Tomorrow morning the incumbent president is convening candidates with their "home work done" prior nominating the new head of the government. Valdis Zatlers demanded three candidates, Valdis Dombrovskis (JL), Ivars Godmanis (LC/LPP), and Edgars Zalāns (TP), whom political parties have nominated for the PM post, to prepare their program for the first hundred days in the office. Such reprimand sounds strange from the former doctor with questionable credentials. If there is possibility to envisage approximate number of surgeries to be performed in upcoming three months, then prime minister's position requires a lot of improvisation, thus his/her schedule is hard to plan. Political improvisation is particularly essential in the parliamentary republic, because to make heterogenous coalition members to work as a one team is challenging task.
However, in the situation with "home work" to be prepared there is some sense in this process. It means that prospective PM's must show a vision to solve present economic ills and thus regain the lost legitimacy among broad swathes of population. The vision and untarnished credentials should be best assets of the PM candidate for president making up his mind, because it would solve both issues that made the former government to resign - tarnished reputation of governing coalition parties and lack of new ideas to lead Latvia out of this murky situation.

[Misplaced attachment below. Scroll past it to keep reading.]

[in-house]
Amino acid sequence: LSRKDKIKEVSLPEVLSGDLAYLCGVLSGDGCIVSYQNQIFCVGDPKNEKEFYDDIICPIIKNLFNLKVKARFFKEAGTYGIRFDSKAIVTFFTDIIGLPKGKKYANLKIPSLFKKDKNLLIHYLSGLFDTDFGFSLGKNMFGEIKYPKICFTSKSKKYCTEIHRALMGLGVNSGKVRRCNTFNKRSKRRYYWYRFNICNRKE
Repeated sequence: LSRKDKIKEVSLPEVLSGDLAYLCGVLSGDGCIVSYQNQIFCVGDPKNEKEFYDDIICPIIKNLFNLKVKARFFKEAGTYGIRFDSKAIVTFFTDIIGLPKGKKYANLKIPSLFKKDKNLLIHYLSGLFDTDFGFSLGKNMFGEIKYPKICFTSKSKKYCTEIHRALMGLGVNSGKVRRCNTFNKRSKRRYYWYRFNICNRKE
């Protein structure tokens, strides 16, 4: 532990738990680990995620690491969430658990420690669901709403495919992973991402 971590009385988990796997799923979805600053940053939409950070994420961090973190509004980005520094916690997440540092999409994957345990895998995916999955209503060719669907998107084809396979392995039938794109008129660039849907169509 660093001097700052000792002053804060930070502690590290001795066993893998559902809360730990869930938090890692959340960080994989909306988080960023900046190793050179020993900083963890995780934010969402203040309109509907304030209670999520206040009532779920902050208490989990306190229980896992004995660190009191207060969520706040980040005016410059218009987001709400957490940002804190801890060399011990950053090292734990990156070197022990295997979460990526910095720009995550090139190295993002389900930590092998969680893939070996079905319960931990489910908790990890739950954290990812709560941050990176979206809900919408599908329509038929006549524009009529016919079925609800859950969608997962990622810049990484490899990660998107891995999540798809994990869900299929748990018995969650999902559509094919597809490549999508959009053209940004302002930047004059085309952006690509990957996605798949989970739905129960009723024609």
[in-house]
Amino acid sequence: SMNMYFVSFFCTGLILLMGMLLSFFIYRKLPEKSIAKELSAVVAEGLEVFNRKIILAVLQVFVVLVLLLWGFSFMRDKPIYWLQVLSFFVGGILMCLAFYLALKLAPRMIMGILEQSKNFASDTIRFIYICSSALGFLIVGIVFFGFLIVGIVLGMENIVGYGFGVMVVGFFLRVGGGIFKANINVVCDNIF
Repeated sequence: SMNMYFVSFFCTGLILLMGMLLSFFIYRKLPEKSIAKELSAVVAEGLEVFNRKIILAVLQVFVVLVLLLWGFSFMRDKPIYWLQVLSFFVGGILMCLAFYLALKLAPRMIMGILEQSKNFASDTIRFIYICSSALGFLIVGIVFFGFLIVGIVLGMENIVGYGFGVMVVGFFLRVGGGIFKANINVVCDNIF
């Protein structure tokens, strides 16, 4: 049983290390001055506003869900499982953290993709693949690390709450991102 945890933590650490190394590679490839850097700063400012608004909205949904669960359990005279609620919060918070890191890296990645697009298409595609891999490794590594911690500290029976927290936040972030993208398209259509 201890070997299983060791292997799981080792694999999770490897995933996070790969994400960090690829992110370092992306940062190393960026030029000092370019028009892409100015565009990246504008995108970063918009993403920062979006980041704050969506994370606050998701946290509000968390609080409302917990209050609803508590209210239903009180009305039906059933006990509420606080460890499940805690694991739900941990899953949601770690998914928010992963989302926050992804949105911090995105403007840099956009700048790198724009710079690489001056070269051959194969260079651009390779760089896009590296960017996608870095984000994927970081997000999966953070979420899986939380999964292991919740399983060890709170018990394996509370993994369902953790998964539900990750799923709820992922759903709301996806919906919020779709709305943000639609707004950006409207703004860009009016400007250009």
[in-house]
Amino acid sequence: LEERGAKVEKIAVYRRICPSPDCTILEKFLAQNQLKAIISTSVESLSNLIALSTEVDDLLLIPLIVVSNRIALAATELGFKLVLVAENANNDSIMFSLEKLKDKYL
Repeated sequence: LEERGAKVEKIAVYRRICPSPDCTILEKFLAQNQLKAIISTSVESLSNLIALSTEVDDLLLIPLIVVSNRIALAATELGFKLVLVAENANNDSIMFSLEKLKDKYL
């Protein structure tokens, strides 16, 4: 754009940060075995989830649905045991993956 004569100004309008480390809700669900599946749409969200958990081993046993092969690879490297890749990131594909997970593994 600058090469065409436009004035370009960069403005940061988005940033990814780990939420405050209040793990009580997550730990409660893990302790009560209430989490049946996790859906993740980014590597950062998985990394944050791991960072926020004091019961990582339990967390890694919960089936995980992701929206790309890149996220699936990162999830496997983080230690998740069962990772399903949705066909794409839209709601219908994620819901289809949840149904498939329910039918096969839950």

Among the candidates mentioned best credentials has Valdis Dombrovskis (JL-MEP). Straight from the academia he went to work into the Bank of Latvia and from there he joined founding members of the New Era (JL) party in 2002, and in 2005 he was elected as MEP in Strassbourg. Some experts have called his relative inexperience and lack of vision as major hindrances. In present situation, when president has not made up his mind, it would be foolish to reveal all the cards from the stack. Thus it would be simply incorrect to speak about the lack of vision from Dombrovskis' part, because not only we have not learned grand visions of other two candidates, we also do not know whether Mr Zatlers is not inclined to nominate independent candidate. It means that the understanding about the future vision of the governance should very much emanate from the credentials of those candidates (and that should make the president finally reckon).